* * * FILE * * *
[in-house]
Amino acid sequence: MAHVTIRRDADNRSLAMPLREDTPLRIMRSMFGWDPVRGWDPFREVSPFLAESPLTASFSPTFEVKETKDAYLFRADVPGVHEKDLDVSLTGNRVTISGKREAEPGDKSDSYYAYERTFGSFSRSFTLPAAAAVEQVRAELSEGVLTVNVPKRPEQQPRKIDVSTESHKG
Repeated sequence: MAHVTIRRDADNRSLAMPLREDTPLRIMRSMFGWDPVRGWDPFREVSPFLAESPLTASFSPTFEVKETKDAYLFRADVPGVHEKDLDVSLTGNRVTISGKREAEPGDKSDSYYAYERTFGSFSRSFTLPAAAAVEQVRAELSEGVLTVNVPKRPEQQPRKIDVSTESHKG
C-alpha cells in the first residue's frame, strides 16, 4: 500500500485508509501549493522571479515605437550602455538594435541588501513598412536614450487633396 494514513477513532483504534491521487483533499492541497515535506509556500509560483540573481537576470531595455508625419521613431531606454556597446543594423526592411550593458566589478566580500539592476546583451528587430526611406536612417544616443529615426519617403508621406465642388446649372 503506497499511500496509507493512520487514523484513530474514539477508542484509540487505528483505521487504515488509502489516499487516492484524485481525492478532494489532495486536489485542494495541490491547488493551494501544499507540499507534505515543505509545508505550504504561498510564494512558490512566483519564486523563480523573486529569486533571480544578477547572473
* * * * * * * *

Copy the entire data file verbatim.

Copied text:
[in-house]
Amino acid sequence: MAHVTIRRDADNRSLAMPLREDTPLRIMRSMFGWDPVRGWDPFREVSPFLAESPLTASFSPTFEVKETKDAYLFRADVPGVHEKDLDVSLTGNRVTISGKREAEPGDKSDSYYAYERTFGSFSRSFTLPAAAAVEQVRAELSEGVLTVNVPKRPEQQPRKIDVSTESHKG
Repeated sequence: MAHVTIRRDADNRSLAMPLREDTPLRIMRSMFGWDPVRGWDPFREVSPFLAESPLTASFSPTFEVKETKDAYLFRADVPGVHEKDLDVSLTGNRVTISGKREAEPGDKSDSYYAYERTFGSFSRSFTLPAAAAVEQVRAELSEGVLTVNVPKRPEQQPRKIDVSTESHKG
C-alpha cells in the first residue's frame, strides 16, 4: 500500500485508509501549493522571479515605437550602455538594435541588501513598412536614450487633396 494514513477513532483504534491521487483533499492541497515535506509556500509560483540573481537576470531595455508625419521613431531606454556597446543594423526592411550593458566589478566580500539592476546583451528587430526611406536612417544616443529615426519617403508621406465642388446649372 503506497499511500496509507493512520487514523484513530474514539477508542484509540487505528483505521487504515488509502489516499487516492484524485481525492478532494489532495486536489485542494495541490491547488493551494501544499507540499507534505515543505509545508505550504504561498510564494512558490512566483519564486523563480523573486529569486533571480544578477547572473